describing the owner’s legal duty to disclose the results to tenants and buyers.
           Additionally, it required the Health Department to document verifable evidence
           that this was done. Further, the notification discussed in the audit report required
           written notifications to owners. The program files did not contain any evidence
           that this occurred and there was not sufficient documentation to support the
           Health Department’s statements that discussions concerning these four items
           occurred.




                                              26
Appendix C
                             Questioned Cost Detail

                Finding 1: Ineligible and Unsupported Cost Detail

                Property address            Ineligible   Unsupported

                2805 Gillham Road           $19,173
                      318 Ord                              $10,731
                  10000 Belmont                              8,475
                 10005 Cambridge                             1,225
               1018 East 76th Street                         6,300
                   10428 Palmer                              2,450
              10610 College Avenue                            950
                108 South Overton                           23,475
             11117 Elmwood Avenue                            4,800
                    1120 Norton                              9,345
              11227 Bristol Terrace                          4,400
               1124 East 44th Street                         6,730
               11502 Orchard Road                            4,906
               1169 East 77th Street                         5,803
                     118 White                              10,800
             11813 East 62nd Terrace                         3,000
                 1218 North Lynn                             7,290
               1314 East 60th Street                         3,717
              14014 East 66th Street                         2,195
                 1408 South Osage                           14,800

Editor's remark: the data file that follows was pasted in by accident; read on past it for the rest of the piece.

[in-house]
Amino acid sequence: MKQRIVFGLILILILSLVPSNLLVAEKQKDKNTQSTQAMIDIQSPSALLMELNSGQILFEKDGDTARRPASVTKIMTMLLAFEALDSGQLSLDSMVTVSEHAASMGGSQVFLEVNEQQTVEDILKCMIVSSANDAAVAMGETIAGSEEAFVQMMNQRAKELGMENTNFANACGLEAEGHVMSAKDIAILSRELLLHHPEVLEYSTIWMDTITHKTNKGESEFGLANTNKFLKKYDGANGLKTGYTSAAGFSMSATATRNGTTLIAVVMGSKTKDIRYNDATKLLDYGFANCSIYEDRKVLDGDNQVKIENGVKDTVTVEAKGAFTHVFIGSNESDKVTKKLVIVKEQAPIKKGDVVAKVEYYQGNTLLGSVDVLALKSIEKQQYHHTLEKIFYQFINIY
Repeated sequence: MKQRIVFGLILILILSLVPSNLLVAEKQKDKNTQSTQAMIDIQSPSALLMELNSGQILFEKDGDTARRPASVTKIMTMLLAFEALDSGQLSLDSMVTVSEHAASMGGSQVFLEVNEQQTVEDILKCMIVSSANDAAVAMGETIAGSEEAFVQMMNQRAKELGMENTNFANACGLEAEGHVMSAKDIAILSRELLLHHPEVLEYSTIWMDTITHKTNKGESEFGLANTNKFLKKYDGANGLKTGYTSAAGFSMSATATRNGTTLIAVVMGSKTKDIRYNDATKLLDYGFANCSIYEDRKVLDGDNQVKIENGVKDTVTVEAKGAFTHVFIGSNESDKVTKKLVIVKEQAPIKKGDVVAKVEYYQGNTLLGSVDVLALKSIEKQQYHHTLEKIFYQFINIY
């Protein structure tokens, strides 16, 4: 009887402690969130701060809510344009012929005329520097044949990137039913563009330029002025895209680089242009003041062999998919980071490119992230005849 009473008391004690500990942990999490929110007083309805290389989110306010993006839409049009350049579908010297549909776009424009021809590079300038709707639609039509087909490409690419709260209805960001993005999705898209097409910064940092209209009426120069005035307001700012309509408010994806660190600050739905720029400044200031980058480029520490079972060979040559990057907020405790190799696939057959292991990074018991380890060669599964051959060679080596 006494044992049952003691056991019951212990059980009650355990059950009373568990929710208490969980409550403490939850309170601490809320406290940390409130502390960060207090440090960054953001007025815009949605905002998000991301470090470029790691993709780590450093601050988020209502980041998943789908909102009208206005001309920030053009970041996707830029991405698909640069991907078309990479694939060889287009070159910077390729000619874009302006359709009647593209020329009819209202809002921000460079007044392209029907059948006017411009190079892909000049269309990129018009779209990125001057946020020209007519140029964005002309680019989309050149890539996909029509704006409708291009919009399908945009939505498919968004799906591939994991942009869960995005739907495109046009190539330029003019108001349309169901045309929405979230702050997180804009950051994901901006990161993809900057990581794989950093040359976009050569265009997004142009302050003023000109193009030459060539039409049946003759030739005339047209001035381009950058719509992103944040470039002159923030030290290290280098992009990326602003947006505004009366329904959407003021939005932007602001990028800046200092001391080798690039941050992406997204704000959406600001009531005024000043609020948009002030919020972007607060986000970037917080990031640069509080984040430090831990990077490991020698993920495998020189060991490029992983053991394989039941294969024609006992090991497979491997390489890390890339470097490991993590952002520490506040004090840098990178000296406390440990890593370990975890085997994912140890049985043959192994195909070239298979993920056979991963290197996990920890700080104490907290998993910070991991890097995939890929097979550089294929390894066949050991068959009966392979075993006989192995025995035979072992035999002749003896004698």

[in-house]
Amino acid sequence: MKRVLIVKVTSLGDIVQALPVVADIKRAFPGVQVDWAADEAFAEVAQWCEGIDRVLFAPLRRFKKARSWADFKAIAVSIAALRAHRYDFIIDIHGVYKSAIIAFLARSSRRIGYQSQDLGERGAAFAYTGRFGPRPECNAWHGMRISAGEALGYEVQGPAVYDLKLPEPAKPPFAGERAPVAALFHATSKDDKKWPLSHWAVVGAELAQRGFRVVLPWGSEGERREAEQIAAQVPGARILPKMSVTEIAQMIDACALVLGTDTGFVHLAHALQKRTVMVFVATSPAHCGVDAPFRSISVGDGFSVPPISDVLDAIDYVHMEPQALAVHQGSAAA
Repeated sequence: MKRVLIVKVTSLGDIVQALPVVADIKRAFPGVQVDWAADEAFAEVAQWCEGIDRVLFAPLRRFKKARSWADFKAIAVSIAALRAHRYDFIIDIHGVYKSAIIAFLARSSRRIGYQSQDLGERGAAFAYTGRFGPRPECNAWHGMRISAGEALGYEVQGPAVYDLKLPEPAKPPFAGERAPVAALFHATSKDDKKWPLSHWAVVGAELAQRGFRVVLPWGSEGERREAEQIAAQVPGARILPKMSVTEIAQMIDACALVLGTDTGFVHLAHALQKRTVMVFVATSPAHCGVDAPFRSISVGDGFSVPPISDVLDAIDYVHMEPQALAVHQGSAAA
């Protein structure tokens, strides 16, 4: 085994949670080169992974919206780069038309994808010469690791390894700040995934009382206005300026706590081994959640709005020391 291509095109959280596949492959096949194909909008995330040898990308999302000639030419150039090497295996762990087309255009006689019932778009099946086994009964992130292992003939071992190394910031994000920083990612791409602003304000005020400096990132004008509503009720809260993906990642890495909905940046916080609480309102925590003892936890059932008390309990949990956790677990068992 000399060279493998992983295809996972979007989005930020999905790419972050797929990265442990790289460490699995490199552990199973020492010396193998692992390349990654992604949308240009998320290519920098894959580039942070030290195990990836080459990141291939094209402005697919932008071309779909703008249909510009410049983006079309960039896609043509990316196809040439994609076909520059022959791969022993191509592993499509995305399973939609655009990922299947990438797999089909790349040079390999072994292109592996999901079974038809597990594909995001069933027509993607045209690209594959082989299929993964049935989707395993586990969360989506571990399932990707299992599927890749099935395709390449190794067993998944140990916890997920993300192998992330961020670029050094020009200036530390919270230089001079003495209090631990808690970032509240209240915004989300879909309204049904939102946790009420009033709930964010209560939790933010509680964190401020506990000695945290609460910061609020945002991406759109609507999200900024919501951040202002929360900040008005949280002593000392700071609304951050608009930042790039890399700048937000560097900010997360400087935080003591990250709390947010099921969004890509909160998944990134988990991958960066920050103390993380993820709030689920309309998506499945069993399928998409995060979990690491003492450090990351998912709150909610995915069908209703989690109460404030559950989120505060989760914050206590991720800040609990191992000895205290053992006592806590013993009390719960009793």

1419 East 66th Street                         9,680
                 146 North Oakley                            9,910
               1517 East 73rd Street                         3,600
                   1530 Belmont                             16,400
                   1544 Chelsea                              8,910
                  1602 Elmwood                               7,755
                     1603 Lawn                              17,615
                     1612 Lawn                               5,150
              1615 East 42nd Street                         11,450
               1633 East 49th Street                         6,150
              1712 East 72nd Street                          4,675
                1716 E 72nd Street                           7,008
               1846 E 68th Terrace                          11,400
                    1924 Spruce                              7,000
              1956 East 71st Terrace                         7,038



                                       27
  Property address            Ineligible   Unsupported

     2018 Jefferson                           2,010
   2034 East Gregory                         11,705
  2201 South Overton                          2,853
       2306 Olive                             6,600
2308 East 71st Terrace                        7,855
      2407 Spruce                             6,500
 2424 East 68th Street                       19,640
 2431 East 68th Street                       13,400
 2505 Northeast 52nd                          3,850
    2508 Lawndale                             6,685
2511 South Hawthorne                          3,510
      2517 Norton                            13,500
 2528 Poplar Avenue                          15,375
     2542 Cypress                            16,700
      2545 Norton                            10,600
 2608 East 73rd Street                        7,775
       2718 Bales                            11,200
 2807 East 10th Street                       13,700
 2817 Indiana Avenue                          1,665
      2827 Monroe                             5,500
     2921 Wabash                              2,800
 2940 East 28th Street                       12,875
      3004 Wayne                              6,110
 3011 East 65th Street                        3,575
  3018 East 7th Street                       10,003
     3023 Montgall                           18,000
       3106 Perry                             5,365